Impressions from a few months with the iPad 2

Some weeks ago—this is something of a shameful admission for me—I stood in line for hours at the local Best Buy store in order to purchase an iPad 2 on the device’s launch day. I’m not one of, you know, those guys, and I hadn’t intended to commit much time to the endeavor. Nevertheless, I got sucked in by Best Buy’s promises of a well-organized ticketing solution that would let me reserve a spot without standing in the store for hours on end. Such promises turned out to be a mirage, and I became a conflicted hostage, forgoing lunch and potty breaks in order to reserve my place in line.

I suppose it was, in the end, just as well. I got to participate in the full-on iPad 2 buying experience, a ritual that is largely foreign to me as a PC geek. And it is a strange thing. Folks don’t regularly line up in order to purchase much cooler computer hardware. As far as I know, nobody had to initiate a ticketing system for the Radeon HD 6990 or Dell’s 30″ IPS display. I’ve used them both, and I can tell you: worth lining up for. Exquisite. But here people were, congregated inside a depressing big-box electronics store in order to drop hundreds of dollars on securing a 10″ tablet.

Not just people, either. Sure, you had your requisite contingent of quasi-geeky, overweight graphic designers with questionable facial hair configurations, but there were also girls in this line. Intentionally. Some as a favor to a boyfriend or husband, but others entirely on their own behalf. I don’t know what dark magic Steve Jobs wields, but it is truly magic unlike ours.

Reviewing an iPad 2 is something of a challenge, in my view, because the assessments of it seem to fall into one of two categories. The first category is the skeptic, whose dismissal follows a well-known script, almost always nearly to the letter: “It’s just a big iPhone.” That summation is, of course, indisputably true. Yet it doesn’t really capture the novelty of the tablet as a computing platform and, thus, isn’t terribly helpful.

Those in the second category at least mean well, but a great many tend to suffer from a peculiar condition I call iPad Derangement Syndrome, or IDS. Those afflicted by IDS tend to explain, with a sense of wonderment in their voices, what you can do with an iPad, as if that captures something important about it. You can check email; you can surf the web; you can play games; you can watch movies; you can download new programs and try them out.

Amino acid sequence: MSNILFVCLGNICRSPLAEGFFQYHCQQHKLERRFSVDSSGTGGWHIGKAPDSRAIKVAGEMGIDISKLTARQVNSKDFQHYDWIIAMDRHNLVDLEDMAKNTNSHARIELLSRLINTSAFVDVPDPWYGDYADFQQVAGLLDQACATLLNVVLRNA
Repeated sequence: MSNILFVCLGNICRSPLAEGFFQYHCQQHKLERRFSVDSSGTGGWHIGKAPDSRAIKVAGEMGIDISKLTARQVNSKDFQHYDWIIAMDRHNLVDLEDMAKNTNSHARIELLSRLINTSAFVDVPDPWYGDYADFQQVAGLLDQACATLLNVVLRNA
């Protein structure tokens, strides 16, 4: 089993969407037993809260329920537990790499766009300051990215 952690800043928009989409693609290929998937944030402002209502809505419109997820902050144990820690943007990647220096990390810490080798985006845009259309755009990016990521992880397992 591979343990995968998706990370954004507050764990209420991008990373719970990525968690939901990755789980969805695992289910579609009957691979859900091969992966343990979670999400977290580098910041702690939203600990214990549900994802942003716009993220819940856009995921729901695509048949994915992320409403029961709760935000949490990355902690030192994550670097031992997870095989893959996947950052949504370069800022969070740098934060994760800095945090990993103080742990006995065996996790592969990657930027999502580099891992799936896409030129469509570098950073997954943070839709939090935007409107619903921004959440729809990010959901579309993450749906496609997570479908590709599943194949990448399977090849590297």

Yes, Sherlock, computers can do these things. Welcome to computer enthusiasm. Been here a long time, and it’s nice.

But a list of the components of the tablet usage model isn’t terribly helpful, in the end, all by its lonesome. After all, most smart phones will do those things, too, but using one to do them feels more like punishment than productivity.

My main question about the iPad 2—or about any tablet computer, really—is whether the user experience is good enough to make computing with the thing livable, even enjoyable. In other words, does this category of device truly have a reason to exist, and if so, where does it fit into the constellation of other computers we use every day? I like shiny gadget toys as much as the next red-blooded American geek, but are they really worth a darn?

For me, those questions come into sharp focus because I’m surrounded by excellent computers. Damage Labs is packed with high-end desktops connected to giant monitors, systems that define the power user’s ideal productivity situation. When I’m on the go, I can check in on things with my iPhone 4, crammed full of apps for every purpose. Between the two sits my Acer Aspire 1810TZ ultraportable, which may just be my favorite computer of all. At 11.6″ and just over three pounds, fortified with an SSD, the TZ is as close to my ultraportable ideal as any laptop I’ve seen, with an honest-to-goodness eight-hour battery run time. Any device that wishes to horn its way into my computing constellation will have to contend with some ridiculously formidable incumbents.